Saturday, April 19, 2014

Dante Lam's That Demon Within


The closing film at the 38th Hong Kong film festival, Dante Lam's crime thriller That Demon Within sees him re-team with frequent collaborator Nick Cheung. Who recently made the headlines after winning the best actor award at the 2014 Hong Kong film awards for his last movie with Lam, 2013's Unbeatable. Despite Cheung sharing top billing here, it's actually Daniel Wu who takes the lead in Lam's latest, with Hong Kong's "best actor" having surprisingly little screen time.


Dave Wong (Daniel Wu) is a troubled police officer, a loner whose only friend is an old lady he calls granny. Shunted from precinct to precinct due to perceived mental problems, he winds up stationed at a police box inside a hospital. Wong is inextricably drawn into a violent armed robbery case when Hon (Nick Cheung), the cop killing leader of the gang of robbers, is seriously injured while trying to escape the scene of a heist, and is brought to Wong's hospital. Wong unwittingly provides the blood to save Hon's life, who subsequently escapes to continue his brutal work, leaving more cops and innocent bystanders dead. Berated by his peers for having saved the killer, Wong's already damaged and fragile psyche is pushed ever closer to the edge as he sets out to make amends.


That Demon Within is dark, black as night dark. Lam smothers his film in the iconography of death, from the obvious horrific violence to the more subtle references and everything in between, this film drips with it. As a result audiences will inevitably be divided by it. Seriously, look elsewhere for a good time! In spite of a few flaws, That Demon Within is an impressive addition to Lam's filmography. It looks superb, with a heavy oppressive atmosphere generated by the visuals, enhanced by an interesting score. The problems with the film are in the screenplay, the story feels somewhat confused, as though the psychological elements and the narrative were difficult to meld. This is perhaps not surprising given the attempt to mix cop thriller with horror, Chinese myth and superstition with true crime (inspired by Tsui Po Ko, a police officer turned bank robber and cop killer) along with the psychological theme. It's an admirable effort but it lacks the required focus and intricacy to deliver on it's ambition, resulting in a tacked on explanation after the narrative has played out, which doesn't feel quite right.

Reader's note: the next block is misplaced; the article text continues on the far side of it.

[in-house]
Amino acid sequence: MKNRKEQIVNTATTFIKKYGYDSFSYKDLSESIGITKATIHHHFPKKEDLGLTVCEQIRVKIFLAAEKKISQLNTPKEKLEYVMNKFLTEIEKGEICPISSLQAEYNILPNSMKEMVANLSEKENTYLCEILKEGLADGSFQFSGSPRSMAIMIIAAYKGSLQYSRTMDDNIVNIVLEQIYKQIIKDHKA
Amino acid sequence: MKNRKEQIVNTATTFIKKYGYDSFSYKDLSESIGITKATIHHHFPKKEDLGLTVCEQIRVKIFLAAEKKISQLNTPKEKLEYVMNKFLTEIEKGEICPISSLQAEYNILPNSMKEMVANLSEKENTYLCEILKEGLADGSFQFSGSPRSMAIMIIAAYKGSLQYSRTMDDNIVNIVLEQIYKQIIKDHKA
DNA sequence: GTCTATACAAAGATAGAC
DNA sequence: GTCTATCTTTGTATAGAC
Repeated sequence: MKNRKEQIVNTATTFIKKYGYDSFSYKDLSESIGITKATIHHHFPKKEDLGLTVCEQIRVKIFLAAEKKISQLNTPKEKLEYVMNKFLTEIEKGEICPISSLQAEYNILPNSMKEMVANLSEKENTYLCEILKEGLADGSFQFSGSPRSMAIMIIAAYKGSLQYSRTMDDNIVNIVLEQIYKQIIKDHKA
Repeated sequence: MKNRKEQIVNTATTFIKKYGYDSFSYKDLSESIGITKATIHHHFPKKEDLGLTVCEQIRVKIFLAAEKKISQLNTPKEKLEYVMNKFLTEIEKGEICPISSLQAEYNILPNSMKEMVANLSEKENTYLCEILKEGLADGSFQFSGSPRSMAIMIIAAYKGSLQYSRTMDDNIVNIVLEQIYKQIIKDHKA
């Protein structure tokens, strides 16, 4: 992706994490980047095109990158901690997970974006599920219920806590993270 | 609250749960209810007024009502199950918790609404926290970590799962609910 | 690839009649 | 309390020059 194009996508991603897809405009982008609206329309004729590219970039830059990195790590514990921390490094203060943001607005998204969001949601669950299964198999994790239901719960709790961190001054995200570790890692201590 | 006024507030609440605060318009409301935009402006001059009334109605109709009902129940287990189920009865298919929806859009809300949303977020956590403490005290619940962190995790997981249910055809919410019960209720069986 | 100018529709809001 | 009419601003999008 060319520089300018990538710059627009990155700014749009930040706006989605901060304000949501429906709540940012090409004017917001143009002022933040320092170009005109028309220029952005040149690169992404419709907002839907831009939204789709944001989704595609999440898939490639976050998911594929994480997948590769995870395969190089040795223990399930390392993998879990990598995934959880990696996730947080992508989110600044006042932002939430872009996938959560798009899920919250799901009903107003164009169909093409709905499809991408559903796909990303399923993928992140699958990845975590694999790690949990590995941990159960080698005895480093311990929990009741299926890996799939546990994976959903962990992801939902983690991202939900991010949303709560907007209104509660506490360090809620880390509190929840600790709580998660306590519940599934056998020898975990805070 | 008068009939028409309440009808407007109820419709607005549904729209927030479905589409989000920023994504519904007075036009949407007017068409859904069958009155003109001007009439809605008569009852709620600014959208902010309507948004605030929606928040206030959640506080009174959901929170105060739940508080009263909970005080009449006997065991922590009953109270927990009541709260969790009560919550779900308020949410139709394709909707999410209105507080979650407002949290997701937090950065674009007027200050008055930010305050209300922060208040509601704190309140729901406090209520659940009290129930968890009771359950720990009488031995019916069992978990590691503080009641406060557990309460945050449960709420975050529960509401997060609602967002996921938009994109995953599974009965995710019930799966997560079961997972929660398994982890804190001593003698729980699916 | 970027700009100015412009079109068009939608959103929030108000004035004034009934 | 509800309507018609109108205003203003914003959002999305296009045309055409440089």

That Demon Within feels as though with a little more polish on it's screenplay it could have been a great film, rather than the decent effort it is. Once again the use of cg has to be mentioned. I understand audiences demand ever more spectacular sights in film, but really if the cg isn't up to standard then why bother? It takes the audience out of the movie, and almost ruins That Demon Within's hellish finale. That being said Lam's film is great looking, exciting and always interesting, it delivers something that feels fresh, never easy in the cops and robbers genre. It will be interesting to see where Lam goes next, given just how different That Demon Within is to the crowd pleasing Unbeatable, on the strength of this film, I'll be along for the ride.

That Demon Within was released on 18.04.2014 in Hong Kong and on selected screens in the US courtesy of China Lion Film.


7 comments:

Mark said...

Cool! I just saw it today too, and your review is very similar to what I thought about the film.

A. said...

Good review! To be fair, has CG in Hong Kong films ever really lived up to an acceptable standard? Even in films I like from the post-2000s, I always think the CG looks kind of drab.

I suppose things like the monster in The Host looks alright, but when I see the scenes in Red Cliff with the hundreds of ships I kind of wish Woo would go back to the David Lean films he loves so much and realize there's a difference between actually directing giant set pieces and just CG-ing them in later.

A hero never dies said...

Thanks A, Agreed on the cg, some genres depend on it, cops and robbers not so much. It seems the majority of audiences can no longer be satisfied with good old fashioned stunts and practical effects (which no doubt cost much more these days too).

mr c said...

I missed the screening for this in NYC/China Lion/AMC theaters.

I'm looking forward to catching up with this bad cop mashup psychological horror! Perhaps they will have this at the NY Asian film festival - crossing fingers!

Your reviews of That Demon Within and Aberdeen make me want to hustle back to the theaters in a time when HK films need a little help.

A hero never dies said...

Thanks for the kind words Mr C. Apparently Rigor Mortis is due to be released in your neck of the woods sometime in June, maybe that will be one for you?

mr c said...

I'll have to give Rigor Mortis a look see! Just caught a hopping vampire and did I just see Kara Hui Ying Hung in the trailer?

A hero never dies said...

Sure did Mr C.

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